by Treloar Bower, Curator of Education
I found another great intersection of history and science recently at, of all places, our recent district-wide science fair. Two students (both of whom were in the 10 top rankings, earning “Superior” designations) had projects studying weather phenomena and used archived records (ahem…history!) to investigate their hypotheses.
One student, Jared Rickey, 5th grader at Rivendell School, asked whether birth rates at Poudre Valley Hospital correlated to changes in barometric pressure. To investigate this question, he researched the birth records of PVH, documented the barometric pressure of each day for the last few years, and charted them together on a graph. Ultimately, he found no correlation between the two.
The second student, Jayson Deakins, a 5th grader at Shepardson Elementary, wondered, “Can Pets Predict Tornadoes?” He documented all tornadoes in Denver County dating from the late 1970s through present day. He then scoured archived classifieds for lost pet listings in the newspapers on dates correlating to the dates of the tornadoes. His hypothesis was that pets, sensing impending catastrophic weather, run away. Like the first student, he also did not find a relationship between the two events.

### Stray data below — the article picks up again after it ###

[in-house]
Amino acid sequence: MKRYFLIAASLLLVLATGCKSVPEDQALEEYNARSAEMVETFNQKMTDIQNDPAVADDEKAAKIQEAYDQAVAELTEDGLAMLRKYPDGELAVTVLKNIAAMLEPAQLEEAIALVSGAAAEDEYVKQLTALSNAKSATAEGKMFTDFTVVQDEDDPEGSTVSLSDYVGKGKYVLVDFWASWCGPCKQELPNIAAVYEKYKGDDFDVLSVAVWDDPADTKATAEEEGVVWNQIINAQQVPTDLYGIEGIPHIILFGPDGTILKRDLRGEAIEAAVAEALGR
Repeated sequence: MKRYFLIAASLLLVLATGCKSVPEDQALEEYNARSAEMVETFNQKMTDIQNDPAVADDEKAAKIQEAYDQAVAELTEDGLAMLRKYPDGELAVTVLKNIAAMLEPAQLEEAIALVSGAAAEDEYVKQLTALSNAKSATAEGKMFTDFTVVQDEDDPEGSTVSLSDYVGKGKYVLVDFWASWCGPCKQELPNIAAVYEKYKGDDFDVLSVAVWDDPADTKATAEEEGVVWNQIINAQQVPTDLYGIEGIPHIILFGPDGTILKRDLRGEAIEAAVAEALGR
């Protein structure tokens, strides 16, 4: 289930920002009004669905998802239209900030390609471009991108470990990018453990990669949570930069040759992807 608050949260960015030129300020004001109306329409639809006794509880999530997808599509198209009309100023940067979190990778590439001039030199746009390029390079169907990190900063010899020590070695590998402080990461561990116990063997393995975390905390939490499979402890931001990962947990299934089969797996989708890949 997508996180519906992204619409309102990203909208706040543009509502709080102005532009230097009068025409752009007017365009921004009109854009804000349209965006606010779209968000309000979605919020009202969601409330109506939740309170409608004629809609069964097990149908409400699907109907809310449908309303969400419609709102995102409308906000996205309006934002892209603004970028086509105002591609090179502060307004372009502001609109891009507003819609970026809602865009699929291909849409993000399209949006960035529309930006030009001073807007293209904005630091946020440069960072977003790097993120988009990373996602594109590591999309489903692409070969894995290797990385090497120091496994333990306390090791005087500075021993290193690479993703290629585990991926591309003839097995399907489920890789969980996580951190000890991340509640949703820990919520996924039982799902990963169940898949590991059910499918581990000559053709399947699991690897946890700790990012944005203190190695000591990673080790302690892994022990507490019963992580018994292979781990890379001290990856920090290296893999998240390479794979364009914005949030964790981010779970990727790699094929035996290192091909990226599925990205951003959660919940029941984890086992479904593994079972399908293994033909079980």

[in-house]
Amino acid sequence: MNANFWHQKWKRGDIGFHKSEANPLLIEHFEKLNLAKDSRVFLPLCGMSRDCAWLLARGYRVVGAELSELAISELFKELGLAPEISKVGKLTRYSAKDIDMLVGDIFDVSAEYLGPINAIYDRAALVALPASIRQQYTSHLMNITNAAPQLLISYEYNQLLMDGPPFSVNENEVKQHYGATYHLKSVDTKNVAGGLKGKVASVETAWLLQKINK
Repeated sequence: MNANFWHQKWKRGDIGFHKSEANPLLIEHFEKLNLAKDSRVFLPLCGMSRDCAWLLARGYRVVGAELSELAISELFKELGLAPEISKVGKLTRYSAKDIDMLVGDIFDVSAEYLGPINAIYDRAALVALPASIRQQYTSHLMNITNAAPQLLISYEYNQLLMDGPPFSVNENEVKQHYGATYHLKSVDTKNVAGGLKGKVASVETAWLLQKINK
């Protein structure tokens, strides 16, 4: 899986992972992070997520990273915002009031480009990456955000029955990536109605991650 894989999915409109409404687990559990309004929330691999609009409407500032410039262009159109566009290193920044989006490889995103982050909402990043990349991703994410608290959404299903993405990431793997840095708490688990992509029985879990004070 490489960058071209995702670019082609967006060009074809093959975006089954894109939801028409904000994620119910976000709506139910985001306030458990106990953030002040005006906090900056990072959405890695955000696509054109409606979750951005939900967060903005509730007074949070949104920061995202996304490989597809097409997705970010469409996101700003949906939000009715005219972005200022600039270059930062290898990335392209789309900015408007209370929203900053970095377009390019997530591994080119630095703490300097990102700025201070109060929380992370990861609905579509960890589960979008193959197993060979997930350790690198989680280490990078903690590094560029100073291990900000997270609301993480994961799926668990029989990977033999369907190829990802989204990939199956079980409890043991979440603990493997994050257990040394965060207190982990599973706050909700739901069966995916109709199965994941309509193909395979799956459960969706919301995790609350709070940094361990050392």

That said, both students had ideas for refining their research methods and expanding their “samples” for further studies. I would love to learn about what they find out!
What I most appreciate about these two projects is the use of archived records. While the purpose of the research was scientific in focus, it required information gleaned from historic documents. These two students demonstrated an understanding of the scientific method with the development of their hypotheses, investigation methods and conclusions, but they also practiced historic research methods by accessing archives.
Well done Jared and Jayson! Want to come work for us?